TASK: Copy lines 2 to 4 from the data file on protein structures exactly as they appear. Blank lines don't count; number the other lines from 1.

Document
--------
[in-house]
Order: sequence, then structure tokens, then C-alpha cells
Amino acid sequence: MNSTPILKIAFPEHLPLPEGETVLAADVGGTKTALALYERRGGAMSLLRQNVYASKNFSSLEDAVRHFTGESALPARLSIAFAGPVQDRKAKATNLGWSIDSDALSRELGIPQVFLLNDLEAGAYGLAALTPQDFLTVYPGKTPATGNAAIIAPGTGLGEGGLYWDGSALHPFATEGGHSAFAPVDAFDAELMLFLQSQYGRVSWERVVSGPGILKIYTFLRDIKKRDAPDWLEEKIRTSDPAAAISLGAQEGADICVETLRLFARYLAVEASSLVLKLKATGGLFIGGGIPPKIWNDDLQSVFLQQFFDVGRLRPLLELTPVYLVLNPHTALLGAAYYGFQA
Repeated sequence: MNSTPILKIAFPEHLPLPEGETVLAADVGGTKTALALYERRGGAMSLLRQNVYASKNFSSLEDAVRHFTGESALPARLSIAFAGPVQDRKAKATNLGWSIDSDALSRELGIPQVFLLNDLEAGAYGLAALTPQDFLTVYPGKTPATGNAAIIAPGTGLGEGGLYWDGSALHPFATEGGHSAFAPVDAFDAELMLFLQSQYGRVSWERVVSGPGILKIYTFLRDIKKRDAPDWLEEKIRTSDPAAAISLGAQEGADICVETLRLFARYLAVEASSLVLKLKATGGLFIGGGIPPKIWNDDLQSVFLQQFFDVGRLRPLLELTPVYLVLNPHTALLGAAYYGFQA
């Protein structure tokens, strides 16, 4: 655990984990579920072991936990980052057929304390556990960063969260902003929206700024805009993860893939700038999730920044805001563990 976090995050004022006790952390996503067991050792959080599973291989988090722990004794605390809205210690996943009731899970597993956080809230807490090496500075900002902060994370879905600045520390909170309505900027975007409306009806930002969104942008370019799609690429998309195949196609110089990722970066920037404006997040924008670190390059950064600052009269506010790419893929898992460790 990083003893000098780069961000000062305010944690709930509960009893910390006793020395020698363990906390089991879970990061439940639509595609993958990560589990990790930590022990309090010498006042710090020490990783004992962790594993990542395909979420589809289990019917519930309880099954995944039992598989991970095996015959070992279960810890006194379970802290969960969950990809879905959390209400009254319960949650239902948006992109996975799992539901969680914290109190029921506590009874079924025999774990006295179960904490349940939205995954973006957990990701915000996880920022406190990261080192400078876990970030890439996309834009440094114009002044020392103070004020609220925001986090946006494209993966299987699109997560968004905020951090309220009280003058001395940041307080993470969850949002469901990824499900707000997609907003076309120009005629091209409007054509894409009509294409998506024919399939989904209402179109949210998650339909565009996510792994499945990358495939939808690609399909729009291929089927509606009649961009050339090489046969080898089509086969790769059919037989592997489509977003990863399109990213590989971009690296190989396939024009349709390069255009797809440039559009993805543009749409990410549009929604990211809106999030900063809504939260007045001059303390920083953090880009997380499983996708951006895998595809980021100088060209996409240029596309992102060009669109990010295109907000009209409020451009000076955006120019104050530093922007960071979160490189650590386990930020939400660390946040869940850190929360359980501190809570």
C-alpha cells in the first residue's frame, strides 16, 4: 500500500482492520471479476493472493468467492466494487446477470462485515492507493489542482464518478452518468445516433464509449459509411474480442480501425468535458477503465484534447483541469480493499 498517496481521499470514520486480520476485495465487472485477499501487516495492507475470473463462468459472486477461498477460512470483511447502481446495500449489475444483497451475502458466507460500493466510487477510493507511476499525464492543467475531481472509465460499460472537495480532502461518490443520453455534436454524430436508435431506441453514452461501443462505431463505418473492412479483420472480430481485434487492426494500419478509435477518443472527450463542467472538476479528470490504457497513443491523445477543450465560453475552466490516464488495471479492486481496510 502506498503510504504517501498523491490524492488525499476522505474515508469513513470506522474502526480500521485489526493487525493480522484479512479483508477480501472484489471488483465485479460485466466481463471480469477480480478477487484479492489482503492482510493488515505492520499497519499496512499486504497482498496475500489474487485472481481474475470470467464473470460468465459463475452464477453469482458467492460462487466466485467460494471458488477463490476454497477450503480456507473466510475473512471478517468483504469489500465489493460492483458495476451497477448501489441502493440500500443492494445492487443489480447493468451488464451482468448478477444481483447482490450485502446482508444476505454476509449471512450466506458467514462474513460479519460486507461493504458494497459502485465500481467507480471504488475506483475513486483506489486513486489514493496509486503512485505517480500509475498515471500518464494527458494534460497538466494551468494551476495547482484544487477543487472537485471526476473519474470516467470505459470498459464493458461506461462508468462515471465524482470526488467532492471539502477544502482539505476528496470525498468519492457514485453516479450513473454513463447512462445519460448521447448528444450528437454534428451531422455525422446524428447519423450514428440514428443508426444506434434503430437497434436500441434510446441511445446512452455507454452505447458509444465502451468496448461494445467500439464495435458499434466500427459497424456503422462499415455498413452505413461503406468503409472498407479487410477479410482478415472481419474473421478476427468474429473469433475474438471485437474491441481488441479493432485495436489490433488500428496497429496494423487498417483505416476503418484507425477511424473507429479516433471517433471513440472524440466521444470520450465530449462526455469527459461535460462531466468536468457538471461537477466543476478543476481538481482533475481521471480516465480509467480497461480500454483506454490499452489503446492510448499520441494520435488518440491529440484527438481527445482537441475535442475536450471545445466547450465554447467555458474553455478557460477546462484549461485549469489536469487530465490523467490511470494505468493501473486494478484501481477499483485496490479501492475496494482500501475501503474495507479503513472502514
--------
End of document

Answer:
Order: sequence, then structure tokens, then C-alpha cells
Amino acid sequence: MNSTPILKIAFPEHLPLPEGETVLAADVGGTKTALALYERRGGAMSLLRQNVYASKNFSSLEDAVRHFTGESALPARLSIAFAGPVQDRKAKATNLGWSIDSDALSRELGIPQVFLLNDLEAGAYGLAALTPQDFLTVYPGKTPATGNAAIIAPGTGLGEGGLYWDGSALHPFATEGGHSAFAPVDAFDAELMLFLQSQYGRVSWERVVSGPGILKIYTFLRDIKKRDAPDWLEEKIRTSDPAAAISLGAQEGADICVETLRLFARYLAVEASSLVLKLKATGGLFIGGGIPPKIWNDDLQSVFLQQFFDVGRLRPLLELTPVYLVLNPHTALLGAAYYGFQA
Repeated sequence: MNSTPILKIAFPEHLPLPEGETVLAADVGGTKTALALYERRGGAMSLLRQNVYASKNFSSLEDAVRHFTGESALPARLSIAFAGPVQDRKAKATNLGWSIDSDALSRELGIPQVFLLNDLEAGAYGLAALTPQDFLTVYPGKTPATGNAAIIAPGTGLGEGGLYWDGSALHPFATEGGHSAFAPVDAFDAELMLFLQSQYGRVSWERVVSGPGILKIYTFLRDIKKRDAPDWLEEKIRTSDPAAAISLGAQEGADICVETLRLFARYLAVEASSLVLKLKATGGLFIGGGIPPKIWNDDLQSVFLQQFFDVGRLRPLLELTPVYLVLNPHTALLGAAYYGFQA